He ain’t got no private parts, not even a little bump.
“DotCom, I’d like to introduce you to my mommy, Mrs. Jenny Hickman. Mommy, I’d like to introduce you to my fiancé, DotCom.”
Jenny sat down on the recliner. Her face was less than a foot from DotCom’s crotch and she stared straight at it. It was smooth, hairless, and odor free.
“Mrs. Hickman, I apologize for any inconvenience that this misunderstanding has caused. It is very nice to meet you after having heard so much. You arrived earlier than expected. I did not have time to properly prepare and receive. Again, I apologize.”
I will need much more training if I’m ever assigned to a more formal setting than a cave, such as to the United Nations.
“Come on, Mommy. Give him a hug or something.”
Jenny’s left eye twitched.
DotCom put on clothing that Lacy Dawn had bought him at Goodwill. It hung a little loose until he modified his body. Lacy Dawn hugged her mother…
…(scene of Dwayne, the father, overheard by those in the spaceship while talking to himself)… “Besides, the transmitter was part of Daddy’s treatment. There’re a lot of other things that he did to help fix Daddy. DotCom is like a doctor. You can see that Daddy has gotten better every day. And no, there ain’t no transmitter in you. DotCom figured you out like a good doctor and the only things wrong are a lack of opportunity and rotten teeth that poison your body. You don’t need no transmitter. He just gave you a few shots of ego boost. I don’t know what medicine that is, but I trust him. You ain’t complained since the shots started — not even with an upset stomach.”
“He’s a doctor?” Jenny asked.
“What’s your problem anyway?” Lacy Dawn asked. “I know. You’re prejudiced. You told me that people have much more in common than they do that’s different — even if someone is a different color or religion, or from a different state than us. You told me to try to become friends because sometimes that person may need a good friend. Now, here you are acting like a butt hole about my boyfriend. You’re prejudiced because he’s different than us.”
“Honey, he’s not even a person – that’s about as different as a boyfriend can get,” Jenny said.
Mommy’s right. Maybe I need a different argument.
Robert Eggleton has served as a children’s advocate for over forty years. He is best known for his investigative reports about children’s programs, most of which were published by the West Virginia Supreme Court where he worked from 1982 through 1997. Today, he is a recently retired psychotherapist from the mental health center inCharleston, West Virginia. Rarity from the Hollow is his debut novel and its release followed publication of three short Lacy Dawn Adventures in magazines: Wingspan Quarterly, Beyond Centauri, and Atomjack Science Fiction. Author proceeds have been donated to a child abuse prevention program operated by Children’s Home Society of West Virginia. http://www.childhswv.org/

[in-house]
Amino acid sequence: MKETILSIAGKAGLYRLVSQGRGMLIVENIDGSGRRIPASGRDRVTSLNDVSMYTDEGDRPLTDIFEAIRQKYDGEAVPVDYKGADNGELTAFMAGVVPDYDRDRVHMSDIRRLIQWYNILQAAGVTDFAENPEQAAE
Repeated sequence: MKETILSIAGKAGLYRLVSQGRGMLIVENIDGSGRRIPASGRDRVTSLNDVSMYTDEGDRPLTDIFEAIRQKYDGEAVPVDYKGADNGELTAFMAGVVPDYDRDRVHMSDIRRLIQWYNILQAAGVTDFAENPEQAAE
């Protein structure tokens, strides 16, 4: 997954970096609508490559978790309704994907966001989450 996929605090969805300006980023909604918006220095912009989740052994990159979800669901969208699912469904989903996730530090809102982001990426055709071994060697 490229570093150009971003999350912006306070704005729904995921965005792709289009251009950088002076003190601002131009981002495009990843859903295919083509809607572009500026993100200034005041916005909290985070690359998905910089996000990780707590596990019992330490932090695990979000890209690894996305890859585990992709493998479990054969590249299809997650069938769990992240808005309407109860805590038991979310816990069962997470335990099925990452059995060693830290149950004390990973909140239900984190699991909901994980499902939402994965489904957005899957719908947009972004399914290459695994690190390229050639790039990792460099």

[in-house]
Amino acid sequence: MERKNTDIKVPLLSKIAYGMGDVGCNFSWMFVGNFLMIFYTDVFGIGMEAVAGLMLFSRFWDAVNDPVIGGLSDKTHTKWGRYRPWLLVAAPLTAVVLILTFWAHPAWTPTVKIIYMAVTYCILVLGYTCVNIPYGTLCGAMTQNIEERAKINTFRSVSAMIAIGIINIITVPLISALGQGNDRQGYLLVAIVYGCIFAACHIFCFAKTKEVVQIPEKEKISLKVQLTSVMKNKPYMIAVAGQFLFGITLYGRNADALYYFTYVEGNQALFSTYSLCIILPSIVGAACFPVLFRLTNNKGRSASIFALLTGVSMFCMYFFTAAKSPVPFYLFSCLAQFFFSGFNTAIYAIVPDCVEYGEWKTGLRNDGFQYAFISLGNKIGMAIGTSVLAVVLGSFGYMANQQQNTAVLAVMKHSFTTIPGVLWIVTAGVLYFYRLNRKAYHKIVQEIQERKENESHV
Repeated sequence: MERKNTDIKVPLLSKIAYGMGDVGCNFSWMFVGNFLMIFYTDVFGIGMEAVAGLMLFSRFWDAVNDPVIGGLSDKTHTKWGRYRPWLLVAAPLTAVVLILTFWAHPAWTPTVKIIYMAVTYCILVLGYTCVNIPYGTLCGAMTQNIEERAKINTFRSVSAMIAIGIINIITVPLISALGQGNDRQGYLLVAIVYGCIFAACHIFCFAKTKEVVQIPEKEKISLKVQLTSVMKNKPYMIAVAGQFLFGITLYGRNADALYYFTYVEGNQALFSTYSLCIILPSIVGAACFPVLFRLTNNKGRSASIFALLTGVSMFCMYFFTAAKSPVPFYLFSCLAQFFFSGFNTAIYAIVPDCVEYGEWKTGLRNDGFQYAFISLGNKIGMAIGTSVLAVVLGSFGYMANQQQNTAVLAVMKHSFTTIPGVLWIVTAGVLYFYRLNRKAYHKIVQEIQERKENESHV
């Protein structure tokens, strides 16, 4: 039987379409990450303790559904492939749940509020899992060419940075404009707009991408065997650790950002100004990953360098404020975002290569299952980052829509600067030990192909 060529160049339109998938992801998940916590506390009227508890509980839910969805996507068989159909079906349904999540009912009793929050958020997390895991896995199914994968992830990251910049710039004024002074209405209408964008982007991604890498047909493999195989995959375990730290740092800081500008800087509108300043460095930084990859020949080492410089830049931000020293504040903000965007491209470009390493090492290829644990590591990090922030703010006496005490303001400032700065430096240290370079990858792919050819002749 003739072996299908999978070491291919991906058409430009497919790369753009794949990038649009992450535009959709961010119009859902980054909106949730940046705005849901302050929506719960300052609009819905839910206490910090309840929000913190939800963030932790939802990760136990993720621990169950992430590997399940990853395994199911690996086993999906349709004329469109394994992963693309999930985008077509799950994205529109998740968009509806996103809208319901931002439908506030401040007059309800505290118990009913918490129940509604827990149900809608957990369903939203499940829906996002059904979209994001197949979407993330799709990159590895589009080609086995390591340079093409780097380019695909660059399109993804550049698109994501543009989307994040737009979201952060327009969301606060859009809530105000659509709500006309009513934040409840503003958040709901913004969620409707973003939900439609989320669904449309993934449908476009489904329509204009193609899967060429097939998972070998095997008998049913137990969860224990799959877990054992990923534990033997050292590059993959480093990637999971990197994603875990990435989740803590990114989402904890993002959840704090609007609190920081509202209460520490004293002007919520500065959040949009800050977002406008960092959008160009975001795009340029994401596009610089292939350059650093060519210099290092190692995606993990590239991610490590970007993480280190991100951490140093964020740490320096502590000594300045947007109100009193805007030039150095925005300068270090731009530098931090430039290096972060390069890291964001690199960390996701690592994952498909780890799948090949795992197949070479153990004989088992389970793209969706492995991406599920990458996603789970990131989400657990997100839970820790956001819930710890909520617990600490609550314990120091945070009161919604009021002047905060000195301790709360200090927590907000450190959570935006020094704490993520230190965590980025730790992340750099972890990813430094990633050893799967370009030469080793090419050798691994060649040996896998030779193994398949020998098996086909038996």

Congratulations on publishing Rarity in the Hollow’s new edition. How do you feel about publishing this book? Does it feel different from releasing the first edition?
Thanks, Alex, for the opportunity to share my feelings about the new edition of Rarity from the Hollow. Yes, having the new edition published feels very different than when the original edition was published. As you are aware, it’s my debut novel.
I’ve been on a learning curve within the world of books for a few years. I guess that I’ll always be on the learning curve. I was ecstatic when the original edition was published, but I quickly crashed. Having worked with two editors for months, I tried to move into the self-promotion phase immediately upon release of the original edition after coming home from my job as a children’s psychotherapist. I didn’t even check out my novel. Between not knowing what I was doing and exhaustion from having worked with abused kids all day, my progress was very slow and frustrating.
On 5-29-15, a glowing review of Rarity from the Hollow was published on a beautiful blog: http://www.errantdreams.com/2015/05/review-rarity-from-the-hollow-robert-eggleton/ However, it reported “confusion” in the early chapters. A few days later, a paper-only magazine posted a similar glowing review: Tales of the Talisman volume 10, issue 4. This review specifically mentioned an attribution problem with the head thoughts in the story. I opened my novel.